They came from outer space--and you can have one! Genuine meteorites are now on sale in the Space Weather Store. They make a unique Valentine's gift.
| || |
COMET FLYBY: First images from last night's Stardust-NExT flyby of Comet Tempel 1 are coming in now. Tune into NASA TV for a press conference beginning at 12:45 pm PST (3:45 pm EST).
FIRST X-FLARE OF THE NEW SOLAR CYCLE: Sunspot 1158 has unleashed the strongest solar flare in more than four years. The eruption, which peaked at 0156 UT on Feb. 15th, registered X2 on the Richter scale of solar flares. NASA's Solar Dynamics Observatory recorded an intense flash of extreme ultraviolet radiation, circled below:
movie formats: 5 MB gif, 1.3 MB iPad, 0.6 MB iPhone
X-flares are the strongest type of solar flare, and this is the first such eruption of new Solar Cycle 24. In addition to flashing Earth with UV radiation, the explosion also hurled a coronal mass ejection (CME) in our direction. The expanding cloud may be seen in this movie from NASA's STEREO-B spacecraft. Geomagnetic storms are possible when the CME arrives 36 to 48 hours hence. Stay tuned for updates.
SWEET AURORAS: Last night, as predicted, a gust of solar wind hit Earth's magnetic field, sparking bright Valentine's auroras around the Arctic Circle. Øystein Lunde Ingvaldsen sends this picture of the sweet lights over Bø in Vesterålen, Norway:
"It was a short but beautiful blast of Northern Lights," says Ingvaldsen. "Perhaps this is a preview of things to come later this week." Indeed, a series of CMEs en route to Earth from exploding sunspot 1158 are expected to arrive on Feb. 15th-17th, prompting bright displays at even lower latitudes. Sky watchers should be alert for auroras.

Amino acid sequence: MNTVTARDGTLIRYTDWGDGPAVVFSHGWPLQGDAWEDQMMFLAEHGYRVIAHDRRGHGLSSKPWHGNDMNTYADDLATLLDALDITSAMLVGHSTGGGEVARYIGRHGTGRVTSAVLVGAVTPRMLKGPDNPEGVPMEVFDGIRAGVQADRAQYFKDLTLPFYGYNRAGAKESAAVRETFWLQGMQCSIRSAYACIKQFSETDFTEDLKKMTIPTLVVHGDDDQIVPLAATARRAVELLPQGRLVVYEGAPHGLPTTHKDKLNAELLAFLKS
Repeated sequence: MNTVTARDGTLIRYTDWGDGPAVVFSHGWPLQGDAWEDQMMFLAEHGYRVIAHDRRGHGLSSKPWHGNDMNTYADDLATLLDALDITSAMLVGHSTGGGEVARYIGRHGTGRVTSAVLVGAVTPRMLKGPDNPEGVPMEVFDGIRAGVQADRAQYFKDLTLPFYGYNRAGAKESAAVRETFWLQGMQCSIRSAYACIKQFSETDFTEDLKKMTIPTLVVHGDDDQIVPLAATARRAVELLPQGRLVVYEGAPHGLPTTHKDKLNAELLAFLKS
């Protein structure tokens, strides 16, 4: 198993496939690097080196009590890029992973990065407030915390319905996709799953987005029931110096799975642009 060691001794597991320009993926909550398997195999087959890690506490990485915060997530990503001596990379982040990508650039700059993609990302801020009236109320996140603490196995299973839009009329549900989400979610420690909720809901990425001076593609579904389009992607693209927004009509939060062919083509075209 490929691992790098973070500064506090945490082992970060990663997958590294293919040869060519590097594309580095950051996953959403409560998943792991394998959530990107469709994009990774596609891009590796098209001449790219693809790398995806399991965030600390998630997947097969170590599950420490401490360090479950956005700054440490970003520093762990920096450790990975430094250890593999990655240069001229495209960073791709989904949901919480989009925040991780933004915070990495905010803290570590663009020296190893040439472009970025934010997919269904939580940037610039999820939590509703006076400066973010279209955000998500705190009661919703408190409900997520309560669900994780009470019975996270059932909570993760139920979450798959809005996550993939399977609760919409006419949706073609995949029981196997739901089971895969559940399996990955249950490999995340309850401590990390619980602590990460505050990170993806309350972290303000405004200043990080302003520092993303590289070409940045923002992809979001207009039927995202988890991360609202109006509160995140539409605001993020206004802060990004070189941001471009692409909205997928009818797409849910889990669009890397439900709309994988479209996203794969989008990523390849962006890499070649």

more images: from Gabi and Gunter Reichert of Sundklakkstraumen, Norway; from Tom Eklund of Valkeakoski, Finland; from Fredrik Broms of Kvaløya, Norway; from Martin McKenna of Glenshane Pass, N. Ireland; from Chad Blakley of Abisko National Park, Sweden; from Conor McDonald of Maghera, Northern Ireland; from B.Art Braafhart of Salla - Sallatunturi, Finnish Lapland;
February 2011 Aurora Photo Gallery
[previous Februaries: 2010, 2009, 2008, 2007, 2006, 2004, 2003, 2002]
Potentially Hazardous Asteroids (PHAs
) are space rocks larger than approximately 100m that can come closer to Earth than 0.05 AU. None of the known PHAs is on a collision course with our planet, although astronomers are finding new ones
all the time.
On February 15, 2011 there were 1198 potentially hazardous asteroids. Notes: LD means "Lunar Distance." 1 LD = 384,401 km, the distance between Earth and the Moon. 1 LD also equals 0.00256 AU. MAG is the visual magnitude of the asteroid on the date of closest approach.
| ||The official U.S. government space weather bureau |
| ||The first place to look for information about sundogs, pillars, rainbows and related phenomena. |
| ||Researchers call it a "Hubble for the sun." SDO is the most advanced solar observatory ever. |
| ||3D views of the sun from NASA's Solar and Terrestrial Relations Observatory |
| ||Realtime and archival images of the Sun from SOHO. |
| ||from the NOAA Space Environment Center |
| ||the underlying science of space weather |